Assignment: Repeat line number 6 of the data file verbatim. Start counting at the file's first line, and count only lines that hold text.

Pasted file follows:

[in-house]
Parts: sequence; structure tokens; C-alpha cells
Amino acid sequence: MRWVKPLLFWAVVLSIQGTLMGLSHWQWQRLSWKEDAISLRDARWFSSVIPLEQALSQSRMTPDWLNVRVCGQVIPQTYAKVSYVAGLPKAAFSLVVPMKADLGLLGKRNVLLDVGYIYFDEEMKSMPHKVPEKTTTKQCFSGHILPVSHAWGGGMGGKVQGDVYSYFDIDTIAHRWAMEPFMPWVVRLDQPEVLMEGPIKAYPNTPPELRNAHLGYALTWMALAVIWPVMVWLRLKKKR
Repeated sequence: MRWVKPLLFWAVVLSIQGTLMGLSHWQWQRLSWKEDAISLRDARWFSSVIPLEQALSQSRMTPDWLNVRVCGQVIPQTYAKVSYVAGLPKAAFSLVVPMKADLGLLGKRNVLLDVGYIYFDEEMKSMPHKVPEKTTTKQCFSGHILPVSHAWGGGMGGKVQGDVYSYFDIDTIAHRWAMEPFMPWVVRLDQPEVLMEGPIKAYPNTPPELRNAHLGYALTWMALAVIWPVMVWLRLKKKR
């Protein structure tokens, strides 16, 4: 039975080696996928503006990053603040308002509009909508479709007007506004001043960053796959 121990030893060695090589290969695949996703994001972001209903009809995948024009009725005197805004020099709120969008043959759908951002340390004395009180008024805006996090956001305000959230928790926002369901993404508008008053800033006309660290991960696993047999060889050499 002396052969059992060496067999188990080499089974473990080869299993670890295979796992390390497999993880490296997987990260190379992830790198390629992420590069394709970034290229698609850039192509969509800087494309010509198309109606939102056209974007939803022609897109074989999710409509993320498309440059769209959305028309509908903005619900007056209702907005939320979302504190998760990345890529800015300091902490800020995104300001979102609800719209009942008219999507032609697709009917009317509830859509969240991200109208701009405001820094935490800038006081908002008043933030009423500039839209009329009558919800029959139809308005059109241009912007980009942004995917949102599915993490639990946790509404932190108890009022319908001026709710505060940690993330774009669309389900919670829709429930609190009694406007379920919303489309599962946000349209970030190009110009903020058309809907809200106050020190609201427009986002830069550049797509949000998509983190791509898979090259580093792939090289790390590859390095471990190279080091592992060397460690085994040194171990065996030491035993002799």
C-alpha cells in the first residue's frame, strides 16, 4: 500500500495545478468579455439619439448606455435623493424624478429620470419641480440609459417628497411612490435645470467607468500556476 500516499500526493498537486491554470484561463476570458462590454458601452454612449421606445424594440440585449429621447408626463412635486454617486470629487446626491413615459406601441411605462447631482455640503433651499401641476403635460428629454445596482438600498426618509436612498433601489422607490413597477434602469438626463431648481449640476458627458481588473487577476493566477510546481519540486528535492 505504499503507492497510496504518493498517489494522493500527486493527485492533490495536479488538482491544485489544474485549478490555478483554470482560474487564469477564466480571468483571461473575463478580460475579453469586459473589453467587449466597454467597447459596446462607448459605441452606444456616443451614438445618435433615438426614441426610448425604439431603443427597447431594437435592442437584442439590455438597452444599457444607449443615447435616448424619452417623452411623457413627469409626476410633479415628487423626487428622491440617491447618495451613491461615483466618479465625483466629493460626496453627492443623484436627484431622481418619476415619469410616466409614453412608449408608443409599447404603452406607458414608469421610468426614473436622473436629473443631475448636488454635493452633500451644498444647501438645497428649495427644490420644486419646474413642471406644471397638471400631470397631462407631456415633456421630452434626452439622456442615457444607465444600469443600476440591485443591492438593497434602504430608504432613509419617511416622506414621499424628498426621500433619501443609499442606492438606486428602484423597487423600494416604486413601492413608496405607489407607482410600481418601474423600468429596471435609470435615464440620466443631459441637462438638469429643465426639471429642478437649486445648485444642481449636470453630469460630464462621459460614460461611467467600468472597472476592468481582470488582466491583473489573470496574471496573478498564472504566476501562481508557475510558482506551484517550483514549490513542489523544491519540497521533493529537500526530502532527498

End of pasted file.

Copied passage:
C-alpha cells in the first residue's frame, strides 16, 4: 500500500495545478468579455439619439448606455435623493424624478429620470419641480440609459417628497411612490435645470467607468500556476 500516499500526493498537486491554470484561463476570458462590454458601452454612449421606445424594440440585449429621447408626463412635486454617486470629487446626491413615459406601441411605462447631482455640503433651499401641476403635460428629454445596482438600498426618509436612498433601489422607490413597477434602469438626463431648481449640476458627458481588473487577476493566477510546481519540486528535492 505504499503507492497510496504518493498517489494522493500527486493527485492533490495536479488538482491544485489544474485549478490555478483554470482560474487564469477564466480571468483571461473575463478580460475579453469586459473589453467587449466597454467597447459596446462607448459605441452606444456616443451614438445618435433615438426614441426610448425604439431603443427597447431594437435592442437584442439590455438597452444599457444607449443615447435616448424619452417623452411623457413627469409626476410633479415628487423626487428622491440617491447618495451613491461615483466618479465625483466629493460626496453627492443623484436627484431622481418619476415619469410616466409614453412608449408608443409599447404603452406607458414608469421610468426614473436622473436629473443631475448636488454635493452633500451644498444647501438645497428649495427644490420644486419646474413642471406644471397638471400631470397631462407631456415633456421630452434626452439622456442615457444607465444600469443600476440591485443591492438593497434602504430608504432613509419617511416622506414621499424628498426621500433619501443609499442606492438606486428602484423597487423600494416604486413601492413608496405607489407607482410600481418601474423600468429596471435609470435615464440620466443631459441637462438638469429643465426639471429642478437649486445648485444642481449636470453630469460630464462621459460614460461611467467600468472597472476592468481582470488582466491583473489573470496574471496573478498564472504566476501562481508557475510558482506551484517550483514549490513542489523544491519540497521533493529537500526530502532527498